1 Suffolk Community College, Selden, New York 11784
PL 11 H: I S S U E S I N P H I L O S O P H Y
Instructor: Dr. Gertrude Postl Office: H120, Southampton Building
Fall 2007, Section 2945 Tel. 451-4513 (Main Office: 451-4093)
Time: T/T 12:30-1:45 p.m. firstname.lastname@example.org
Location: X-104 Office Hours: M/W 2:00 - 3:00 p.m.
T/T 10:00 - 11:00 a.m.
O B J E C T I V E S
Upon successful completion of Issues in Philosophy (PL 11), the student will be able to:
(1) identify traditional and current issues in epistemology and metaphysics;
(2) distinguish between and critically assess major approaches in epistemology, such as Empiricism, Rationalism and Skepticism;
(3) distinguish and critically assess competing metaphysical approaches, for example, in Mind-Body, Personal Identity, and Freewill;
(4) demonstrate skills of information management (basic on-line and/or library research).
Procedures for accomplishing these objectives: Lectures, class discussion, in-class group projects, written assignments;
T E X T S:
1) Plato, Phaedo, trans., G.M. A. Grube, Hackett, 1977.
2) Rene Descartes, Meditations on First Philosophy, trans. Donald A. Cress, 3rd ed., Hackett, 1993.
3) David Hume, An Enquiry Concerning Human Understanding, ed. by Eric Steinberg, 2nd ed., Hackett, 1993.
4) Friedrich Nietzsche, Beyond Good and Evil. Prelude to a Philosophy of the Future, Vintage, 1989.
5) Jean-Paul Sartre, Existentialism and Human Emotions, Citadel Press, 1987.
R E Q U I R E M E N T S:
1) FIVE QUIZZES: quiz 1 (Plato) – 9/25 quiz 4 (Nietzsche) – 11/29
quiz 2 (Descartes) – 10/18 quiz 5 (Sartre) – 12/18
quiz 3 (Hume) –11/8
Quizzes will consist of brief essay questions relating to the reading of the respective philosopher. The lowest quiz-grade will be dropped. No make-up quizzes!
2) TWO PAPERS
One paper has to be on either Plato or Descartes, the other on Hume, Nietzsche, or Sartre. Please note the deadlines Each paper should be at least four pages long (it may be longer), typed, double-spaced, and in the appropriate academic format. Deadlines: for Plato 10/2; for Descartes 10/25; for Hume 11/15; for Nietzsche 12/6, for Sartre 12/13. Papers received after the deadline will not be accepted! See separate handout for details and topics.
3) FIVE TEXT REPORTS
Before a text is discussed in class, each student has to turn in a brief account of the text in question. Each report has to be approx. one page long, indicating the main themes discussed in the respective text. See schedule for deadlines. Focus only on the sections listed on the course outline. The purpose of these reports is not to demonstrate full comprehension of the text but to show that a text has been read at all.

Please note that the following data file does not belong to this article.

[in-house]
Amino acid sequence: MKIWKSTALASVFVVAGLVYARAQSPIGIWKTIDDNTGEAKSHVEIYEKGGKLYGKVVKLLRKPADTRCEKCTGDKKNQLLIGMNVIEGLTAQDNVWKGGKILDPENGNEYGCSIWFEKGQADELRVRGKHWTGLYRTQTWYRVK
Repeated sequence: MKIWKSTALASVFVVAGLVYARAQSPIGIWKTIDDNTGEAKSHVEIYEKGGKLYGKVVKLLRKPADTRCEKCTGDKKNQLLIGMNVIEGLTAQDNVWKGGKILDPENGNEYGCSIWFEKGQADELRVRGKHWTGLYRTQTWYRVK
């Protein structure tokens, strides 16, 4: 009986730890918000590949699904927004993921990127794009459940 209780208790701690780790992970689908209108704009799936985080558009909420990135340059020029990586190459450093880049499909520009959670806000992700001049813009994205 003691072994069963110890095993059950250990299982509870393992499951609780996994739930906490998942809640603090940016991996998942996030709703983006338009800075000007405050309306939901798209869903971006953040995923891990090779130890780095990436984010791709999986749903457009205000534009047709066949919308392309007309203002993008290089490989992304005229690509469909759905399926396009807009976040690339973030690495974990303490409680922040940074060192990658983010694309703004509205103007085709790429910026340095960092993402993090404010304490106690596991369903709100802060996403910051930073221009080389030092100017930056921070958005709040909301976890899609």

4) CLASS PARTICIPATION, READING ASSIGNMENTS AND BEHAVIOR
Class participation means to participate in the common effort of discussion in order to complement the reading material and to accomplish the aims stated in the course objectives. Absolute unwillingness to participate will result in a lower final grade. "Talking a lot" is not necessarily participation. Reading assignments have to be completed before class meetings. It is not enough to read a text; one should also be able to talk about it. Biographical and historical background information on each author will be included in the quizzes.
Disruptive or inconsiderate behavior (including walking in and out of the classroom during class time) will affect the grade. Cell phones and beepers have to be switched off during class time.
5) ATTENDANCE POLICY
The college defines excessive absence or lateness as more than the equivalent of one week of class meetings during the semester. In this course, students are allowed no more than three absences! Any additional absence will affect the grade. Excessive absence or lateness may lead to failure in the course or removal from the class roster. If a student is late, the time will be added up and will thereby also contribute to the amount of absences. It is the student's obligation to sign the sign-up sheet which will be passed around. If a student misses a class due to sickness or other justifiable reasons, evidence needs to be shown as soon as possible! In this case the absence will be excused. If a student drops the class after the official withdraw-date (10/29) without justifiable reason, he/she will receive an "F" for the course. No “W” will be given after the official withdraw-date.
G R A D I N G
4 Quizzes: 35% of the final grade